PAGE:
Mohini is introduced in the Hindu legends of the narrative epic of Mahabharata. She appears as a form of Vishnu, who acquires the pot of Amrita from Asuras(demons) and gives it back to the devas (gods), helping them retain their immortality.
Mohini is the only female avatar of Lord Vishnu. She is also known as an enchantress because she is supernaturally beautiful and feminine by nature.
Etymology of the Name
Mohini means ‘erotic magic or spell’. The name has its origin in the word ‘moha,’ which means ‘delusion personified’ or enchant, perplex, or delude. Therefore, moha is the quality of desire after which the Mohini has been named. In Sanskrit, Mohini simply means Enchantress. The name also has an implied connotation of “the essence of female beauty and allurement.”
She was first introduced in the Mahabharata. Mohini, the only female Avatar of Vishnu, became an important part of the ‘Samudra Manthan.’ She acquires ‘Amrita’ from Asuras (demons) and gives the Devas to make them immortal.
In original texts, Mohini is referred to simply as an enchanting, female form of Vishnu. But in the later versions, Mohini is described as Maya (illusion) of Vishnu. Once the Mohini legend became popular, it was expanded, retold, and re-written in several texts. The tales of Mohini-Vishnu gradually increased among various other religions.
A similar Mahabharata version of the story is expanded in the Bhagwat Purana in the 10th century CE, where Mohini becomes the formal Avatar of Vishnu.
Relationship with Shiva
The most famous and prominent tale of her life is her union with Shiva. The connection of Shiva with Mohini became popular everywhere. According to Bhagavata Purana, after Vishnu deceives the Asuras by his Maya, the female form, Shiva wants to meet her again. Every god started praising Lord Vishnu and the beauty of Mohini. This incident overwhelmed Lord Shiva so much that he immediately visited Vishnu along with his wife, Parvati.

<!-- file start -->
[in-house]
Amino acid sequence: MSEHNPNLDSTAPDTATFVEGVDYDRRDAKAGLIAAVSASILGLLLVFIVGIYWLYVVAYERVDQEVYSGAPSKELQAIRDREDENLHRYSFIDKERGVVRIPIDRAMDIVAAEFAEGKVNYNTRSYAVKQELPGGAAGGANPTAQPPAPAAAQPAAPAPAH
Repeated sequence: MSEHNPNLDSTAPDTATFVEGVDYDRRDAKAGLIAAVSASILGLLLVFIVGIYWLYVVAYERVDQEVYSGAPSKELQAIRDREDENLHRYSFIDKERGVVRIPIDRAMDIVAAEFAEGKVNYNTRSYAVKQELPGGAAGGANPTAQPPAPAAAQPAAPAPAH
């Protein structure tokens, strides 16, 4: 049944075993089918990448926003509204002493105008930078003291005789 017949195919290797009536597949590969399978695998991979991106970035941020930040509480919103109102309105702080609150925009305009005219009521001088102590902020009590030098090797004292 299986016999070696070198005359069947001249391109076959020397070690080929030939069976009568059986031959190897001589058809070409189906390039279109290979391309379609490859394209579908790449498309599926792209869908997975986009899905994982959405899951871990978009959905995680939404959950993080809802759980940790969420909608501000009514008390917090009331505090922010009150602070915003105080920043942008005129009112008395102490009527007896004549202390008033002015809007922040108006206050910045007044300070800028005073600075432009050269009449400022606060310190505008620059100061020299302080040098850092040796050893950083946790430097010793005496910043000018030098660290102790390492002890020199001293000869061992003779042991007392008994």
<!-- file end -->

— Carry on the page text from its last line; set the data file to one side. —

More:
In the Bhramanda Purana, when sage Narada tells Shiva about Vishnu’s Mohini form that deluded the demons, Shiva dismisses him. Shiva, along with Parvati, goes to Vishnu’s home and asks him to retake Mohini’s form. Vishnu started to meditate on the Goddess, and in place of Vishnu stands the gorgeous Mohini.
Lord Vishnu turned himself into a beautiful and seductive lady, and Lord Shiva fell for her. Overcome by lust, Lord Shiva ran behind the gorgeous Mohini, grabbed her arms, and embraced her, but she escaped. During her violent coupling, Shiva’s seed fell on the ground, leading to the birth of another God known as Ayyappa.
Son of Shiva and Vishnu
According to various texts and Puranas, Shiva and Mohini have a union that led to the birth of their son Ayyappa. He is known by different names in different parts of the country. Ayyappa is also called Mahashasta, Sastava, Manikandan who is believed to be an incarnation of Dharma Sasta, the offspring of Shiva and Vishnu.
Lord Ayyappa is generally depicted in a yoga posture, wearing a jewel around his neck, hence named Manikandan, which means “with a bell around the neck.”
Appearance of Mohini
According to mythologist Puttanaik, the appearance of Mohini is just a disguise to delude the Asura named Bhasmasura rather than a sexual transformation. Mohini was reincarnated or transferred from Vishnu’s physical body to a beautiful ‘apsara.’ Mohini does not have an independent existence; she exists only as a temporary form and is merged back into Vishnu after serving her purpose.
Temples of Devi Mohini
Among various temples of Mohini,
- Jagan Mohini Keshava Swami Temple of Mohini Devi in Andhra Pradesh East Godavari district of Rayali, India.
- There is also one of Mahasala, which is located in Nevasa, Maharashtra, India.
- Harikanyaka Temple is also one of the ancient Hindu temples named after Mohini, situated near Guruvayur.
- Ryali Jagan Mohini Temple is another holy temple which is dedicated to Lord Vishnu.
Likewise, Mohini is still worshipped in many places today. Thus, there are many other temples named after Mohini Devi.